The Tampa Bay Times Festival of Reading presents more than 50 authors, 10 a.m. to 4 p.m. Nov. 12 at the University of South Florida St. Petersburg. Jeffery Hess will speak at 2:15 p.m. in USFSP Davis 105. Find more information here.
Beachhead is the first novel by Jeffery Hess. He lives in Tampa, where he leads the DD-214 Writers' Workshop for military veterans, and has edited two anthologies of stories by veterans. Beachhead is set on Florida's Gulf Coast in 1980, where Scotland Ross, recently paroled from a Navy prison, is trying to put his life back together and help his floundering sister. A gambling debt entangles Ross with Allan Kinsey, a corrupt developer whose ambition is to become Florida's governor, despite his tendency to mangle the language with phrases like "Don't put the car before the whores."
Colette Bancroft, Times book editor
Scotland's second trip to Kinsey's apartment complex office had him on edge. The last time he'd driven there had been five weeks ago, when he went for the card game that landed him in Kinsey's crosshairs. He drove the same route he had that night.
The apartment complex was in Brandon, a bedroom community of Tampa where pine trees and palmetto scrub dotted cow pastures. It seemed hotter in the country than it did along the beaches or even in the city. The air blowing through the car's open windows kept the sweat away from his face, but his back was drenched in his seat. He passed the quiet time by squeezing his brain to come up with options. That was all he'd done since Dana left his place the other night, like a broken bird back into the wind. But as hard as he thought, he couldn't come up with a better way. He slapped the heel of his hand on the wheel and shouted "F---!" and drove on.
Overconfidence in his card skills had proved costly, but Scotland's biggest mistake the night of the card game had been showing up drunk. The game started at seven, and in the days since losing his job he'd been downing at least a couple of vodkas by the hour McDonald's stopped serving Egg McMuffins.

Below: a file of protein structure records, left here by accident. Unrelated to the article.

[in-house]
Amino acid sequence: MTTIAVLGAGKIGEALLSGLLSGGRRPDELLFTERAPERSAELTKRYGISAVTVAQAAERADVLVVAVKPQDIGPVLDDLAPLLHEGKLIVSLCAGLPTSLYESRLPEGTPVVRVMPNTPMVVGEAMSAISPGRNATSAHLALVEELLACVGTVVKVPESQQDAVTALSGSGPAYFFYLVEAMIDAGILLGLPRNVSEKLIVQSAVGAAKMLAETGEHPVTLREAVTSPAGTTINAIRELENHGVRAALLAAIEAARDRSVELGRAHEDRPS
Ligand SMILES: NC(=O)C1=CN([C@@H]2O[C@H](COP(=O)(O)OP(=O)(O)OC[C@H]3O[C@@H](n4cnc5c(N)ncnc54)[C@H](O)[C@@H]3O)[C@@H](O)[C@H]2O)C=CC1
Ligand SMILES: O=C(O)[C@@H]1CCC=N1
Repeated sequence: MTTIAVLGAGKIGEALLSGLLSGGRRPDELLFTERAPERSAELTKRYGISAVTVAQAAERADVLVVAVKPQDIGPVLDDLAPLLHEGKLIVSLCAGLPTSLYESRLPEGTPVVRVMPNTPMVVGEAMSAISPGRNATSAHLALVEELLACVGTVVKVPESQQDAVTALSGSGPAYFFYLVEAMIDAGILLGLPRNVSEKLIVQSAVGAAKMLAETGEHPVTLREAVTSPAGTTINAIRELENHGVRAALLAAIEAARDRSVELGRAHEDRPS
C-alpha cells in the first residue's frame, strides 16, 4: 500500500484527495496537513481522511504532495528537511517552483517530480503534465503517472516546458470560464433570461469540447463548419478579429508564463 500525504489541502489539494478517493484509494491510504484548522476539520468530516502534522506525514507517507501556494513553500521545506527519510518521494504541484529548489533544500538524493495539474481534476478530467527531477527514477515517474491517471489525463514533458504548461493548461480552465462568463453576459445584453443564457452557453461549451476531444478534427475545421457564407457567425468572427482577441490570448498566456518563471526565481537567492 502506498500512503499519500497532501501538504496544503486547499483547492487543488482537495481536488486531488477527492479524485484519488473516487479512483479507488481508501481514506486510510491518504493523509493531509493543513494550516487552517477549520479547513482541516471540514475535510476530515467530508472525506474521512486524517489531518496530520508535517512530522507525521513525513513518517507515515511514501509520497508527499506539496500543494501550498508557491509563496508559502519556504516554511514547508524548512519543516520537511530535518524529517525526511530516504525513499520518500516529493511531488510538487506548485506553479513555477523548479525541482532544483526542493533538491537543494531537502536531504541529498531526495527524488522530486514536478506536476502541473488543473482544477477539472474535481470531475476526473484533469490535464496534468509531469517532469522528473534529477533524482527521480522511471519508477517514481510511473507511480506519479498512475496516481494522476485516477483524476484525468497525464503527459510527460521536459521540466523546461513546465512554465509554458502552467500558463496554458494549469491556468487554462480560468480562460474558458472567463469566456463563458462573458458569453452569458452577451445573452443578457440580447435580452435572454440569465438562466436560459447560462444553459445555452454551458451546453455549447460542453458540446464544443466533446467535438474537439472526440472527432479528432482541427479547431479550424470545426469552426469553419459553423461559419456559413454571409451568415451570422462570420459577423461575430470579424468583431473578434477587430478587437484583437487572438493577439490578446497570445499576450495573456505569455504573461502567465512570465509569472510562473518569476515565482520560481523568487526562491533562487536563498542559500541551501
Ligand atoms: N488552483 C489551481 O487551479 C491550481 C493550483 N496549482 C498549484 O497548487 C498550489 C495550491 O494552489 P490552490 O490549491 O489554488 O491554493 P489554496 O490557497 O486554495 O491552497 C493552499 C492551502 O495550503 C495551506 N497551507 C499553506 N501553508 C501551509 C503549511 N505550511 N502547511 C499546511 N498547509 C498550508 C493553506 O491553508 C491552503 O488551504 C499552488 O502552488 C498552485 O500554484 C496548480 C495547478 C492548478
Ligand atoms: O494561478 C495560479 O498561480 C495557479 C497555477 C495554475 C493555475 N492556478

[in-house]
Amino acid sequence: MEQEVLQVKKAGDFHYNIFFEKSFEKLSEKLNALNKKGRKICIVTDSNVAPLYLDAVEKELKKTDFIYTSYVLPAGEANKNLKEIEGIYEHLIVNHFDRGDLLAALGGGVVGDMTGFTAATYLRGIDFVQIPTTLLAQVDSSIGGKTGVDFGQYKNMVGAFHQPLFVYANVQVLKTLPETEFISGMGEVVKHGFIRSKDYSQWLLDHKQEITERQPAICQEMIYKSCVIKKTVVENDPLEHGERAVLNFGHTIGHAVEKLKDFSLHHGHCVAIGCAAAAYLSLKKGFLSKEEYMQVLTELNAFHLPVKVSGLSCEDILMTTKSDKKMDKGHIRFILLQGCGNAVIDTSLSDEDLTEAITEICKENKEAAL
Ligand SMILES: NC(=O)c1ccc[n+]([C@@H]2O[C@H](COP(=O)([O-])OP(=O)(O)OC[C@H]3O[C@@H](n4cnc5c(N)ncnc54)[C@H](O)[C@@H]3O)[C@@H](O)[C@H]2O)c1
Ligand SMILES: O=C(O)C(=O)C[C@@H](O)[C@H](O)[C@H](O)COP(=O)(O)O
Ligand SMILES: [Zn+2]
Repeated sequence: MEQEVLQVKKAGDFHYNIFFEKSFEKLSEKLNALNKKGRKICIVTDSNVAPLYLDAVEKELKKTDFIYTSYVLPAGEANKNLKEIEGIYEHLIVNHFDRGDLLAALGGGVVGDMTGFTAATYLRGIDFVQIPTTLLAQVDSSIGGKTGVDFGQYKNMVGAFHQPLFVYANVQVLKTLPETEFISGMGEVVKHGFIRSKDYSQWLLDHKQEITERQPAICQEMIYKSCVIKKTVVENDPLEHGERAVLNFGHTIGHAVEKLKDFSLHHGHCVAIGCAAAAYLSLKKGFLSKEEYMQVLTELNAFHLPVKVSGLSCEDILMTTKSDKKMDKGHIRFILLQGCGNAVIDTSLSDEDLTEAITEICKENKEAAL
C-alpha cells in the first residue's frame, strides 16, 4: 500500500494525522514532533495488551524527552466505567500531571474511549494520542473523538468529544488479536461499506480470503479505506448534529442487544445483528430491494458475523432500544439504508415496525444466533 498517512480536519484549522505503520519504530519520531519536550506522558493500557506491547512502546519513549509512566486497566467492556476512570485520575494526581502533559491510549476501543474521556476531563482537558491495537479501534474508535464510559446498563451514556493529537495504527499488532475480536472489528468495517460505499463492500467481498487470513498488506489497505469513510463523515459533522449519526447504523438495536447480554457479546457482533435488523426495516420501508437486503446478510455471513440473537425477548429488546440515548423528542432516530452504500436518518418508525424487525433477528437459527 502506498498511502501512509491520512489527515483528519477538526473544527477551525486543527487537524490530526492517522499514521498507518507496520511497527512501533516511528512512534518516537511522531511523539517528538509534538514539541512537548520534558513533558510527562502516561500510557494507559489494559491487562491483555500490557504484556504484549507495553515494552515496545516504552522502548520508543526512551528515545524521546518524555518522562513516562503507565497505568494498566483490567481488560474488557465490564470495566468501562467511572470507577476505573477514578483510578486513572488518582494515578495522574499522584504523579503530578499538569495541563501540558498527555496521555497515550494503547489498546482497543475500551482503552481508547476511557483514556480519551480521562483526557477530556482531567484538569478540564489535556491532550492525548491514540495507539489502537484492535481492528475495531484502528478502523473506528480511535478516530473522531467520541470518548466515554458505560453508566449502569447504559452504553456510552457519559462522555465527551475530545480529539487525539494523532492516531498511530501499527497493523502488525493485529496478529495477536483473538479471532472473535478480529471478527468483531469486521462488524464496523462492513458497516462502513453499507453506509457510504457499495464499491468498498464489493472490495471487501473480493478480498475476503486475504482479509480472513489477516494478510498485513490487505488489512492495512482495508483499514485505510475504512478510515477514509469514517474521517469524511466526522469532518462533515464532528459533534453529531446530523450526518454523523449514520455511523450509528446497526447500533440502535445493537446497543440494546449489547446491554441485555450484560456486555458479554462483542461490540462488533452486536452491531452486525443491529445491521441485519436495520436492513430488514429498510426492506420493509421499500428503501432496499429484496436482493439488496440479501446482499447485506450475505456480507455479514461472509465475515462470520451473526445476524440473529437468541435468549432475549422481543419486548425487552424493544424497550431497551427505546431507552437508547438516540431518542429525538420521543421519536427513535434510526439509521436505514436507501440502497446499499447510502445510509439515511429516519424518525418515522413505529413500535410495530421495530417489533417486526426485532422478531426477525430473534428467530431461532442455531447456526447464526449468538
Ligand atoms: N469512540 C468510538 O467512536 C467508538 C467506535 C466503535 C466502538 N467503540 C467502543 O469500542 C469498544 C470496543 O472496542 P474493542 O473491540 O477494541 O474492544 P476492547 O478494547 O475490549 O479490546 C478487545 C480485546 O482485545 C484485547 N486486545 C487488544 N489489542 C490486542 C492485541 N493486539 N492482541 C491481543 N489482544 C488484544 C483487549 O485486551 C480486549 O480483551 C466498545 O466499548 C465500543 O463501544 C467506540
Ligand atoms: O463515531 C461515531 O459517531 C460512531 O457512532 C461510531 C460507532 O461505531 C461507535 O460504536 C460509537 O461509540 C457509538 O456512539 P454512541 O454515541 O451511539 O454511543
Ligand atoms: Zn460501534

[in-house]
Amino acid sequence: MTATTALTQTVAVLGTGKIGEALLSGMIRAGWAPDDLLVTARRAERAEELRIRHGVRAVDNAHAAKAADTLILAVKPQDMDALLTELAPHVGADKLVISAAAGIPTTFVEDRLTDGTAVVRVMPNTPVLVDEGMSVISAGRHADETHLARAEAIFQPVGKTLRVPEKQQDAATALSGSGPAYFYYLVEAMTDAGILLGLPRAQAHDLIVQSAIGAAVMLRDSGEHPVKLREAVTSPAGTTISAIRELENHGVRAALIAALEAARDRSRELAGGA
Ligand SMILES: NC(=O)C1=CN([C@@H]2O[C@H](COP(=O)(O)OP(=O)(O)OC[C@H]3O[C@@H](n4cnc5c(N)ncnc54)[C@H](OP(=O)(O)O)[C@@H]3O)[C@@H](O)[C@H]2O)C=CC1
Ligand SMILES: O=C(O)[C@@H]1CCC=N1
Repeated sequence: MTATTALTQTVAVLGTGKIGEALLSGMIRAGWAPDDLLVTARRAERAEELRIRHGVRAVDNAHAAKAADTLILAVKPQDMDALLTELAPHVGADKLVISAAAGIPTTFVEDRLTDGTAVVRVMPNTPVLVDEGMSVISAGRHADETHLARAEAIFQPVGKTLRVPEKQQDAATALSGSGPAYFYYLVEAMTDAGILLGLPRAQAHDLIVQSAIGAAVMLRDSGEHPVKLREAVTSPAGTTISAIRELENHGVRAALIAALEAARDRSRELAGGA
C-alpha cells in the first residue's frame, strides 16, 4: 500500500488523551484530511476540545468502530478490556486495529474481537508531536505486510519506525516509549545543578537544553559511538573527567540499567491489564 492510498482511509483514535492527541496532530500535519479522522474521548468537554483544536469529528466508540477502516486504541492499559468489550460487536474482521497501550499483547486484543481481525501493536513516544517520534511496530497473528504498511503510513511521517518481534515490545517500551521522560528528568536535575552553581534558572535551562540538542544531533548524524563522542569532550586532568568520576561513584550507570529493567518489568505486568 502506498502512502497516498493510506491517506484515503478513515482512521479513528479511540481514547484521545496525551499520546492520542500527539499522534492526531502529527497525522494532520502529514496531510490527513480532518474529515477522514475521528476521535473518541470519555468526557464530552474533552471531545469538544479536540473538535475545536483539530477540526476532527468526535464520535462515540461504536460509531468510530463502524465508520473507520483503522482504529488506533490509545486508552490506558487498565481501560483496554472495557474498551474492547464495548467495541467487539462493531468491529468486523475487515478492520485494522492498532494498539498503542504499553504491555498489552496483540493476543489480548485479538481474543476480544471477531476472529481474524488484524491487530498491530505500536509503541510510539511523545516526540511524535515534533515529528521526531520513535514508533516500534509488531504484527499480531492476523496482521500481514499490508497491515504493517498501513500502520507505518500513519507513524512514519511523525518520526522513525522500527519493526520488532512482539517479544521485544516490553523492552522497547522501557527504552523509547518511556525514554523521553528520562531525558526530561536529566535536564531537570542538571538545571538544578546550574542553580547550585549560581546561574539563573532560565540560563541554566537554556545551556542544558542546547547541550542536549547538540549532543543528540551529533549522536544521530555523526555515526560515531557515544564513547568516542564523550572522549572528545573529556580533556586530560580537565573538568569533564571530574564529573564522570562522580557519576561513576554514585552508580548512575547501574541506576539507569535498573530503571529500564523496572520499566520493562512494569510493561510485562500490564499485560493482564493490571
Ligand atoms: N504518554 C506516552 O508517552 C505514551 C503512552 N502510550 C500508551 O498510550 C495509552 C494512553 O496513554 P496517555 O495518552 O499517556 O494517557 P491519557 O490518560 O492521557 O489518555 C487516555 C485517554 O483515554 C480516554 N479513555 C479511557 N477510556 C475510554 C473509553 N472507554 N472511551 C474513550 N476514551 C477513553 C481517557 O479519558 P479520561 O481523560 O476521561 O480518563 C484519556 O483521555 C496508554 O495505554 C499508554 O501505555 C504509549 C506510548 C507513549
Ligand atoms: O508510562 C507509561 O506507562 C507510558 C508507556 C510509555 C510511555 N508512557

His plan had been to win a few hands and ding the room out of as much as he could, then fake some s--- about having to get up early, and split. Playing aboard ship in his Navy days had meant concealing his tells if he wanted to win anything. He'd made some decent money most nights at seas. Gambling was forbidden at Leavenworth, and the only time he'd played since was when he'd won the Pinto — all because he remembered to conceal his confidence.
The free bourbon had fueled him that night with Kinsey. By the end of the night, he'd racked up ten thousand in debt and Kinsey cut him off. "That's it," he'd said.
But as he drove back this second time, he tried to wipe that from his mind. His stomach wouldn't unclench because he was sober this time. He stopped at a couple of stop lights on Highway 60, in that part of the unincorporated county that had little more than a McDonald's and a few convenience stores. The sun hung low and beat down on his Pinto, cooked his arm where it hung out the open window as he drove.